He can be considered five years after they let "Shoeless" Joe Jackson in. Jackson never did anything but play baseball and he was banned, for life. Jackson was a better man and a better ball player then Rose could ever hope to be, and he never lied, either.
Did Pete Rose hurt baseball? A decade after his (now-admitted) indiscretions, I'd say no. Far more problems are facing the game today, including over-priced, egocentric players, bullheaded owners, too many games chasing too few fans, and an expansion program that created too many mediocre teams. Reinstate Pete Rose and get on with addressing these problems before the game is past saving.
--Roger Pyle, Georgetown, S.C.
At this point in time, Pete Rose would sell his mother as well as his soul to be elected into the Hall of Fame. The only reason he chose to be interviewed on television is to promote his book (to grease the way for re-application into baseball). Great player he was. Bigger scoundrel he is. Joe Jackson should be re-instated into baseball before Mr. Rose.
--Martin Steele, Austin
I think he should be allowed to be put on next year's ballot, but he should not be allowed to occupy any position associated with Major League Baseball. Anyone who has ever met this man knows that he is a low-life, plain and simple. If he couldn't play baseball he would have spent most of his life in prison. Children who follow major league athletes need to know that integrity and honesty count for something.
--Steve King, Fort Lauderdale, Fla.
Yes, Pete belongs in the Hall. His on-field play deserves to be honored. If he isn't allowed in, then when it's time, convicted felon George Steinbrenner should not be allowed in.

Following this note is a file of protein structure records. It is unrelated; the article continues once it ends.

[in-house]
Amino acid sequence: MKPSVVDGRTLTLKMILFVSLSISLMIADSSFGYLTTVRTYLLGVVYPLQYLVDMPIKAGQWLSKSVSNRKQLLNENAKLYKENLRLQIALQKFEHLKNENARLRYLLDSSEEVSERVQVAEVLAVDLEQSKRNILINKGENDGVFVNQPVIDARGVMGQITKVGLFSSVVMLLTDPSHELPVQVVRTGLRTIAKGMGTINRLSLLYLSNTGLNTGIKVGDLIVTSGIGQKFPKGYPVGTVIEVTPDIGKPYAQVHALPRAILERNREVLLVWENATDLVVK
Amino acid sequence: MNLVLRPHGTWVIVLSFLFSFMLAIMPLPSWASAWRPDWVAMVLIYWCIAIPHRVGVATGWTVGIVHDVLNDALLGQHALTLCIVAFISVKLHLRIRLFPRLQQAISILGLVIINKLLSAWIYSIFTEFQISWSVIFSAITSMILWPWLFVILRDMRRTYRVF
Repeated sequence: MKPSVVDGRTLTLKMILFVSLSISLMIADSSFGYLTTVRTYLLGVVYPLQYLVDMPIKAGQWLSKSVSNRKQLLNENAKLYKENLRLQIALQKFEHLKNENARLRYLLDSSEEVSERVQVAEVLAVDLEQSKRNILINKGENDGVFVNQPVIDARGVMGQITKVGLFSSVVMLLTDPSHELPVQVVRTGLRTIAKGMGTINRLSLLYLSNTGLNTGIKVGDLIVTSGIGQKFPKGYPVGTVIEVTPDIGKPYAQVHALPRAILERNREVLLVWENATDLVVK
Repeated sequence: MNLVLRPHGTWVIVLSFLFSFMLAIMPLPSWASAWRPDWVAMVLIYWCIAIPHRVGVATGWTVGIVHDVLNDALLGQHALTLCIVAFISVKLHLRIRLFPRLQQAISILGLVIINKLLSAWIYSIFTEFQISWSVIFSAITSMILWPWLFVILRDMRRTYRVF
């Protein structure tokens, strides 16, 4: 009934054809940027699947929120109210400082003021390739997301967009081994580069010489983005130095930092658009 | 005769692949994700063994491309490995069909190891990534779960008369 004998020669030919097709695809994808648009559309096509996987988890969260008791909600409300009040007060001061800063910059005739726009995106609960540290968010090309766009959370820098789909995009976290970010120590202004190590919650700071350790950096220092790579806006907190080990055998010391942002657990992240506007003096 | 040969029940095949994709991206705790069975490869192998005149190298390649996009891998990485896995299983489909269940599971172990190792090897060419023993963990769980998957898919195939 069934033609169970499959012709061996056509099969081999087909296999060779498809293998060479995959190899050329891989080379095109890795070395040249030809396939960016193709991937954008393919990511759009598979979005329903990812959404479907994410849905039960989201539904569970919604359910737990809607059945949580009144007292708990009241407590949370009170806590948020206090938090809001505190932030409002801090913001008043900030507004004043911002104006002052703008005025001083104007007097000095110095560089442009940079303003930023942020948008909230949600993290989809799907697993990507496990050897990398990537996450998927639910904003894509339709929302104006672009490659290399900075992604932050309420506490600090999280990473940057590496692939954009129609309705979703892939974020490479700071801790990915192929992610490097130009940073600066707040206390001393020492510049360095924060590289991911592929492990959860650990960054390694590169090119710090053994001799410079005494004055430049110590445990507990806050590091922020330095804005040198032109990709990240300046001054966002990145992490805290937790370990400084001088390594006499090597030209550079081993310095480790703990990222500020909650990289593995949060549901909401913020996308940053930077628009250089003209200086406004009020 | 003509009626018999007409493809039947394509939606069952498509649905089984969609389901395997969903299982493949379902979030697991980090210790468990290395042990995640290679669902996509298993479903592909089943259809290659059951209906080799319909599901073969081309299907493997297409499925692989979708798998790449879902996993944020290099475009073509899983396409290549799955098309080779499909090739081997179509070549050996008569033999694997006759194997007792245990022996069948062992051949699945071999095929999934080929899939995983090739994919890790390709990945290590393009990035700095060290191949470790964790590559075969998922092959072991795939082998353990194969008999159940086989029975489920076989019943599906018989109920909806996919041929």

--Chuck Reeves, Babylon, N.Y.
It's a win-win situation for Rose. Everyone will rush out to buy his new book. The guy has lied for at least 14 years. Why make him a hero now? I'd say let him rot.
--Bob Earhart, Springfield, Mo.
He should be in the Hall of Fame! He should be inducted as soon as possible. Today's players do worse things -- such as drugs -- and get rehabbed and reinstated without anyone blinking an eye. Nobody in our modern age has ever played the game the way Rose did (I was lucky enough to see him play) and for that he should be given his rightful place in the sport. This betting thing doesn't matter at all. We are honoring the way he played the game not the way he spent his free time or his money.
--Gina Audio, Turnersville, N.J.
If Pete lied for 14 years about his "not gambling" on baseball, why would he not shave the truth now about just how he did do his gambling? As a manager, Pete could influence the overs/unders of a game by how he managed his pitching staff, batting line-up, or a game situation. I don't believe he ever bet against his team, but his decisions probably influenced certain games one way or another score-wise to his benefit. Based on his 14 years of lying to the pubic, and the smearing of John Dowd (the real hero) in this matter, he should not be allowed in the Hall of Fame.
--C.D. Wasson, Westlake Village, Calif.
An addiction is an addiction--take your pound of flesh to deter the vice--then give him a second chance.
--Jim Hibma, Pella, Iowa.
One reason he shouldn't be in the Hall of Fame; 4,256 reasons why he should. Put Pete in the Hall where he belongs!
--Peter Carroza, Oakville, Conn.
Difficult though it may be, sometimes the decision to hold someone accountable for their actions must be made. There is such a thing as right and wrong. You can't be a little pregnant. And Pete Rose can't be just a little guilty. Admitting it or not doesn't change the fact he did it, consistently, and lied about it for years after. Being a victim, in this case of gambling addiction, doesn't lessen the offense. There is a message that must be communicated to the other players, and the youth of today. Is the message that if you do something very wrong, then lie about for years, but finally come clean, that all should be forgiven? Or is it that everyone, even famed sports heroes, must be held accountable for their actions?
--Scott Stratman, Phoenix
HBT: Robinson Cano homered twice while David Phelps had the longest outing of his career as the Yankees topped the Blue Jays 7-2 this afternoon at Yankee Stadium.
Taking a look at some of the greatest catchers off all time.